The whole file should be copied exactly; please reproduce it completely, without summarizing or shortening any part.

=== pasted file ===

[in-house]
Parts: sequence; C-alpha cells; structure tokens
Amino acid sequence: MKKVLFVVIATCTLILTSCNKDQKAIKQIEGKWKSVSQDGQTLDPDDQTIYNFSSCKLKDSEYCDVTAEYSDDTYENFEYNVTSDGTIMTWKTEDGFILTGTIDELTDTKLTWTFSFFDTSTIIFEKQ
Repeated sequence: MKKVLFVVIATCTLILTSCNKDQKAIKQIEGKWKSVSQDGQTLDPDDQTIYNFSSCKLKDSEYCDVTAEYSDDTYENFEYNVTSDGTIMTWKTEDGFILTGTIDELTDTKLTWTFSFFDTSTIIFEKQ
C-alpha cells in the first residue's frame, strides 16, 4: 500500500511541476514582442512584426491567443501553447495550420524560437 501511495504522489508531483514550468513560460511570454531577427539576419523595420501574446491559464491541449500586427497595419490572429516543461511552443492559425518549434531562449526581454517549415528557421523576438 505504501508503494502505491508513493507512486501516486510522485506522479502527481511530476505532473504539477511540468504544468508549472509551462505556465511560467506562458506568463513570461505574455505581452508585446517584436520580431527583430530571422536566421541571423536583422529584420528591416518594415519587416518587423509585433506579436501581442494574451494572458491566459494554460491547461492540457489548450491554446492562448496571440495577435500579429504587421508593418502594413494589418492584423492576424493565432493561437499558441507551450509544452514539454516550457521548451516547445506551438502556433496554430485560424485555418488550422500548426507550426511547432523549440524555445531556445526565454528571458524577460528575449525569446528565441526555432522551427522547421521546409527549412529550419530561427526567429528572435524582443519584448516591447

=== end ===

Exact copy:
[in-house]
Parts: sequence; C-alpha cells; structure tokens
Amino acid sequence: MKKVLFVVIATCTLILTSCNKDQKAIKQIEGKWKSVSQDGQTLDPDDQTIYNFSSCKLKDSEYCDVTAEYSDDTYENFEYNVTSDGTIMTWKTEDGFILTGTIDELTDTKLTWTFSFFDTSTIIFEKQ
Repeated sequence: MKKVLFVVIATCTLILTSCNKDQKAIKQIEGKWKSVSQDGQTLDPDDQTIYNFSSCKLKDSEYCDVTAEYSDDTYENFEYNVTSDGTIMTWKTEDGFILTGTIDELTDTKLTWTFSFFDTSTIIFEKQ
C-alpha cells in the first residue's frame, strides 16, 4: 500500500511541476514582442512584426491567443501553447495550420524560437 501511495504522489508531483514550468513560460511570454531577427539576419523595420501574446491559464491541449500586427497595419490572429516543461511552443492559425518549434531562449526581454517549415528557421523576438 505504501508503494502505491508513493507512486501516486510522485506522479502527481511530476505532473504539477511540468504544468508549472509551462505556465511560467506562458506568463513570461505574455505581452508585446517584436520580431527583430530571422536566421541571423536583422529584420528591416518594415519587416518587423509585433506579436501581442494574451494572458491566459494554460491547461492540457489548450491554446492562448496571440495577435500579429504587421508593418502594413494589418492584423492576424493565432493561437499558441507551450509544452514539454516550457521548451516547445506551438502556433496554430485560424485555418488550422500548426507550426511547432523549440524555445531556445526565454528571458524577460528575449525569446528565441526555432522551427522547421521546409527549412529550419530561427526567429528572435524582443519584448516591447